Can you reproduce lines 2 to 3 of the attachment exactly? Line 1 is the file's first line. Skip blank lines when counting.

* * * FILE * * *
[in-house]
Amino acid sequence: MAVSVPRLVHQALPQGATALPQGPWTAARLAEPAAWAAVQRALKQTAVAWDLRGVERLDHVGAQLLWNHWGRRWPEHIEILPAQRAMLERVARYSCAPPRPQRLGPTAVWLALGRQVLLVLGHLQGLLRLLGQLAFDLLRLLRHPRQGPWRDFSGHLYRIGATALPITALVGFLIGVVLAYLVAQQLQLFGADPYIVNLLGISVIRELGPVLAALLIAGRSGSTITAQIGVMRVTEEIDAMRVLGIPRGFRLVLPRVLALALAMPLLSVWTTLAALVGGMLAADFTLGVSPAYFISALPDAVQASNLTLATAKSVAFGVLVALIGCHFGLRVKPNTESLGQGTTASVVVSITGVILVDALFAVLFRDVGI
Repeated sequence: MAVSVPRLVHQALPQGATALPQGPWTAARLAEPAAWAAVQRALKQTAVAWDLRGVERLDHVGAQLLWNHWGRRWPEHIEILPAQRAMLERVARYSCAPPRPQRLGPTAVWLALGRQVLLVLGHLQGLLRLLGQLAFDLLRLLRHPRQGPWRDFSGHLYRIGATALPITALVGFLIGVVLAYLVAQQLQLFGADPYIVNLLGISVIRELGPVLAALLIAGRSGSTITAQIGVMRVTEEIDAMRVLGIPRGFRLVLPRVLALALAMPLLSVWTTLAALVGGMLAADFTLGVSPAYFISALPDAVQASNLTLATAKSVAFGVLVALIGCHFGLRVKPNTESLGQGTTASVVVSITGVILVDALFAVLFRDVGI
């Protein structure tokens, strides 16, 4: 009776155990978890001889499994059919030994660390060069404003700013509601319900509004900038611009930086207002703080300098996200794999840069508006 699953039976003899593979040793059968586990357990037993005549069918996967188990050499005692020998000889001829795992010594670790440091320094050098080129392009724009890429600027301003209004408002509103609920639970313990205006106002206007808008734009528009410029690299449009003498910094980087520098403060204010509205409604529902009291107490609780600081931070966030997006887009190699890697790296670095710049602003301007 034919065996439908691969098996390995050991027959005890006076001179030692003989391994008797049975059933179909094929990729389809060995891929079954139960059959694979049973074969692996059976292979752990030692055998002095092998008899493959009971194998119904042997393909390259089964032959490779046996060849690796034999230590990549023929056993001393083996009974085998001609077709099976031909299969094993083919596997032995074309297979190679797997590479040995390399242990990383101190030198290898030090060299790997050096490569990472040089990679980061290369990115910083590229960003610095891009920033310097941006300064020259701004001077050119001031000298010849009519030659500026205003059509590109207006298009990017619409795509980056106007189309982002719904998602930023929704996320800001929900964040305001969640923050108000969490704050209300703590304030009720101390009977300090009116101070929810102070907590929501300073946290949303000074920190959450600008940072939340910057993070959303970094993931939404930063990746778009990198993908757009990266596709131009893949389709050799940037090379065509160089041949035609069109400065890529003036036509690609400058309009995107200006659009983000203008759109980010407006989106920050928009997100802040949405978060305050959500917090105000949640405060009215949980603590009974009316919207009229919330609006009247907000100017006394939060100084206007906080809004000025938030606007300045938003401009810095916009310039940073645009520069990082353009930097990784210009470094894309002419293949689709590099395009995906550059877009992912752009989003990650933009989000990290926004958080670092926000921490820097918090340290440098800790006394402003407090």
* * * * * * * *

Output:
Amino acid sequence: MAVSVPRLVHQALPQGATALPQGPWTAARLAEPAAWAAVQRALKQTAVAWDLRGVERLDHVGAQLLWNHWGRRWPEHIEILPAQRAMLERVARYSCAPPRPQRLGPTAVWLALGRQVLLVLGHLQGLLRLLGQLAFDLLRLLRHPRQGPWRDFSGHLYRIGATALPITALVGFLIGVVLAYLVAQQLQLFGADPYIVNLLGISVIRELGPVLAALLIAGRSGSTITAQIGVMRVTEEIDAMRVLGIPRGFRLVLPRVLALALAMPLLSVWTTLAALVGGMLAADFTLGVSPAYFISALPDAVQASNLTLATAKSVAFGVLVALIGCHFGLRVKPNTESLGQGTTASVVVSITGVILVDALFAVLFRDVGI
Repeated sequence: MAVSVPRLVHQALPQGATALPQGPWTAARLAEPAAWAAVQRALKQTAVAWDLRGVERLDHVGAQLLWNHWGRRWPEHIEILPAQRAMLERVARYSCAPPRPQRLGPTAVWLALGRQVLLVLGHLQGLLRLLGQLAFDLLRLLRHPRQGPWRDFSGHLYRIGATALPITALVGFLIGVVLAYLVAQQLQLFGADPYIVNLLGISVIRELGPVLAALLIAGRSGSTITAQIGVMRVTEEIDAMRVLGIPRGFRLVLPRVLALALAMPLLSVWTTLAALVGGMLAADFTLGVSPAYFISALPDAVQASNLTLATAKSVAFGVLVALIGCHFGLRVKPNTESLGQGTTASVVVSITGVILVDALFAVLFRDVGI